Time management is an art form that only a few students fully master, as is evident with the rest complaining about not having enough hours in the day to do what they need to do. However, 24 hours is certainly plenty of time. So, where does all that time go, and how can you better manage your time to be as productive as possible?
The secret to attaining this improved productivity lies in your dead time, allowing you to free up more time in your daily life. Or rather, make better use of the time that otherwise ends up wasted.
Understanding Dead Time
Dead time is when an individual is not acting as productively as desired. It could be the time you spend waiting for something, like at a bus stop or doing an activity that serves no real purpose.
Dead Time Is All Around Us
Dead time takes place more than you might think. It exists on your journey to school. It is those five-minute breaks between lessons. Even the time it takes for your computer to boot up can count as dead time. Although they seem insignificant individually, they all add to the bigger picture. Estimates suggest that the average person has over one and a half hours of dead time per day. Therefore, if you can get into the habit of finding ways to make better use of this dead time, such as taking care of the smaller parts of a larger task, you can effectively turn those wasted moments and do something meaningful with them.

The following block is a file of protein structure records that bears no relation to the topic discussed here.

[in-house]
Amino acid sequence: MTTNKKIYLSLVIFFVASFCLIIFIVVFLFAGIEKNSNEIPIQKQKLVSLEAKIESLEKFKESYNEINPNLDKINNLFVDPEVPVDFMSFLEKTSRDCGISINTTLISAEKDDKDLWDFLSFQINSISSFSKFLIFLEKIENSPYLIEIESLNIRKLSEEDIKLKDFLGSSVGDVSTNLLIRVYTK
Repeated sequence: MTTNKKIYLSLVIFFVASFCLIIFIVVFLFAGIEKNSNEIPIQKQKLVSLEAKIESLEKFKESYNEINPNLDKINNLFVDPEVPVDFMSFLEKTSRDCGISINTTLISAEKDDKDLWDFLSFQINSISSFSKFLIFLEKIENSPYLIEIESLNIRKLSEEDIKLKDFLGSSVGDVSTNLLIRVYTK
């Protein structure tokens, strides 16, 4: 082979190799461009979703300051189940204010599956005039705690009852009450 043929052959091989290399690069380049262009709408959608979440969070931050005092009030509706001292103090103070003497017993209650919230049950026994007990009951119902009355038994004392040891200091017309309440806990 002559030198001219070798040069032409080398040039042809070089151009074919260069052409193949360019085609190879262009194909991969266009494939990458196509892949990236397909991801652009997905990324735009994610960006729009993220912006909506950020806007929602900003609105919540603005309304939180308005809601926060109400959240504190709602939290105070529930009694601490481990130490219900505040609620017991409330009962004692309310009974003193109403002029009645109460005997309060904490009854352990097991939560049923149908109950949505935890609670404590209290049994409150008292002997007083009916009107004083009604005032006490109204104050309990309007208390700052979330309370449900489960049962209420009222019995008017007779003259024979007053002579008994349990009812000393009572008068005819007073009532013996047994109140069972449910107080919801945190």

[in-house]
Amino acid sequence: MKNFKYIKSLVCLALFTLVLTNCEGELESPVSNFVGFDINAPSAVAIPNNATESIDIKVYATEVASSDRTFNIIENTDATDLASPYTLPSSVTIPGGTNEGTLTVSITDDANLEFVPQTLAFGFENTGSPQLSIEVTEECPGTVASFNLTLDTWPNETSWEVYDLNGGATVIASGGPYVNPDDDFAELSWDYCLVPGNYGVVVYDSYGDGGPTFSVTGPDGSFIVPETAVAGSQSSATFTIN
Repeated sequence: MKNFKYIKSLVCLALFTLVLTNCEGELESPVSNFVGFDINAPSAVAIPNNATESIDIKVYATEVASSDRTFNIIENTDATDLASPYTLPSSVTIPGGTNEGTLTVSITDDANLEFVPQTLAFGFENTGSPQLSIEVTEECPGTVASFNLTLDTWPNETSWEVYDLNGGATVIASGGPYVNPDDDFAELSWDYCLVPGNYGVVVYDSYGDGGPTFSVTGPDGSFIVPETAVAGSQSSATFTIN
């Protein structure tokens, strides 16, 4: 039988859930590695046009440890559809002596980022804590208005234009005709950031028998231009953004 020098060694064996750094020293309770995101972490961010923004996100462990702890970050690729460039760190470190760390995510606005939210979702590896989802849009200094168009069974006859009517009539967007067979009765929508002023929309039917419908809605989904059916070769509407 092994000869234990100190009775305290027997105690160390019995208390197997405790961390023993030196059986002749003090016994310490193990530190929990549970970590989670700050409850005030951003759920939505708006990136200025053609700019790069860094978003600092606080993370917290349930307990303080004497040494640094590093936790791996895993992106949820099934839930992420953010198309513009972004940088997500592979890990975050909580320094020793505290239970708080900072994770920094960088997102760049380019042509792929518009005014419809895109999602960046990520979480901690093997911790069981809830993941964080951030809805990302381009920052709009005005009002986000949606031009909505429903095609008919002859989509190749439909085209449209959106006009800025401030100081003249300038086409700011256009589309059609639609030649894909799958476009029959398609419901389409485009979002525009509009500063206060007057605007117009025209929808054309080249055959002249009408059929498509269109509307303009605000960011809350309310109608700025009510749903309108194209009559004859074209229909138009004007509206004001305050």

Here are a few instances where dead time tends to hide and suggestions on how to better make use of it:
1. On your way to school
There is plenty of dead time when commuting to school, so it is best to do something else than just waiting for you to reach your destination. For instance, you could practice your chosen language subjects with language apps like Duolingo or other resources you have on your phone. You could also work on your flashcard sets on Anki or Memrise to make some progress on your exam revisions. If you are in the mood for something more passive, listen to podcasts on your language subject instead and improve your listening skills.
2. Waiting for anything in particular
Bring a small revision guide — like your IGCSE maths revision, for example — or any other notes with you wherever you go. Then, whenever you find yourself waiting for something, make some progress on your review instead of being unproductive with your phone. Having a highlighter handy is also recommended for remembering key ideas on the spot.
When it comes to tackling the IGCSE, time management is of utmost importance. Given how demanding it can be, students must strive to make the most of the time they have in the day to make every bit of progress to stay on top of their studies. Now that you know more about dead time and how it proliferates throughout your daily schedule, you should now have a good idea of how to take back your time and put it to good use.
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